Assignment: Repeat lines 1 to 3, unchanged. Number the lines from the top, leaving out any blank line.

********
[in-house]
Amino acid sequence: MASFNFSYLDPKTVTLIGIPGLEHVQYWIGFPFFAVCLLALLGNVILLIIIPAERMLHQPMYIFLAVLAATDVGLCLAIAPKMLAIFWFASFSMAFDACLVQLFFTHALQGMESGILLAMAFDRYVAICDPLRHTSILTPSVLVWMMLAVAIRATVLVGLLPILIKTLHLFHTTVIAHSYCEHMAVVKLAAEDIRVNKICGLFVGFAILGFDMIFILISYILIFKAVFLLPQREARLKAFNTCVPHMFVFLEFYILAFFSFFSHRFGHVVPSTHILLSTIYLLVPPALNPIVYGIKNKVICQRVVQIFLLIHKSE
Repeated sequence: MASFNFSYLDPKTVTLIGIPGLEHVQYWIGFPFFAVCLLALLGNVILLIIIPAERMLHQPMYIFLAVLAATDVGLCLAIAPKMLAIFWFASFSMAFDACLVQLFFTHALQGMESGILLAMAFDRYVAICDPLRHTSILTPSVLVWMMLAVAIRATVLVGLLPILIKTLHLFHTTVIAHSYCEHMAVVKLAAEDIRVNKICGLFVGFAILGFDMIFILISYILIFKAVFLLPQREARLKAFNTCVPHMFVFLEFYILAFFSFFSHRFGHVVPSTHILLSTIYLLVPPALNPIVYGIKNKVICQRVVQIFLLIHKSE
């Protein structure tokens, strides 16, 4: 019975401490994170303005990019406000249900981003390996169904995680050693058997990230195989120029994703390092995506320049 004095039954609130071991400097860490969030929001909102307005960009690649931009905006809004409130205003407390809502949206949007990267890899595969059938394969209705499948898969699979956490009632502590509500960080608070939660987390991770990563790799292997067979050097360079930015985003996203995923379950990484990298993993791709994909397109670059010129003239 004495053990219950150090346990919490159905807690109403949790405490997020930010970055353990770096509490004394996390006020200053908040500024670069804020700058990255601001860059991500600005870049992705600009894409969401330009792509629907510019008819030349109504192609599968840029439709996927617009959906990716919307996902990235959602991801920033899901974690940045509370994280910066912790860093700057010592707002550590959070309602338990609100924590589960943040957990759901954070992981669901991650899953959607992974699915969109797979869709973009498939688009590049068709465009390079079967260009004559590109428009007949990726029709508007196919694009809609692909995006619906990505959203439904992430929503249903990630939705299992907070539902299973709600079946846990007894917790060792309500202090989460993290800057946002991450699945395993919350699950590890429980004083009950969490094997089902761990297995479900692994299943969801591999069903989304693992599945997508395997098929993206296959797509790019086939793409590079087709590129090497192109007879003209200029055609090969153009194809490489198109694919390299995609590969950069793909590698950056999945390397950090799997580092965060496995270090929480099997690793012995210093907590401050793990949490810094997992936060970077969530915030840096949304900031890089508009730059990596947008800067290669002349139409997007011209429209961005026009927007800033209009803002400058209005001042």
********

[in-house]
Amino acid sequence: MASFNFSYLDPKTVTLIGIPGLEHVQYWIGFPFFAVCLLALLGNVILLIIIPAERMLHQPMYIFLAVLAATDVGLCLAIAPKMLAIFWFASFSMAFDACLVQLFFTHALQGMESGILLAMAFDRYVAICDPLRHTSILTPSVLVWMMLAVAIRATVLVGLLPILIKTLHLFHTTVIAHSYCEHMAVVKLAAEDIRVNKICGLFVGFAILGFDMIFILISYILIFKAVFLLPQREARLKAFNTCVPHMFVFLEFYILAFFSFFSHRFGHVVPSTHILLSTIYLLVPPALNPIVYGIKNKVICQRVVQIFLLIHKSE
Repeated sequence: MASFNFSYLDPKTVTLIGIPGLEHVQYWIGFPFFAVCLLALLGNVILLIIIPAERMLHQPMYIFLAVLAATDVGLCLAIAPKMLAIFWFASFSMAFDACLVQLFFTHALQGMESGILLAMAFDRYVAICDPLRHTSILTPSVLVWMMLAVAIRATVLVGLLPILIKTLHLFHTTVIAHSYCEHMAVVKLAAEDIRVNKICGLFVGFAILGFDMIFILISYILIFKAVFLLPQREARLKAFNTCVPHMFVFLEFYILAFFSFFSHRFGHVVPSTHILLSTIYLLVPPALNPIVYGIKNKVICQRVVQIFLLIHKSE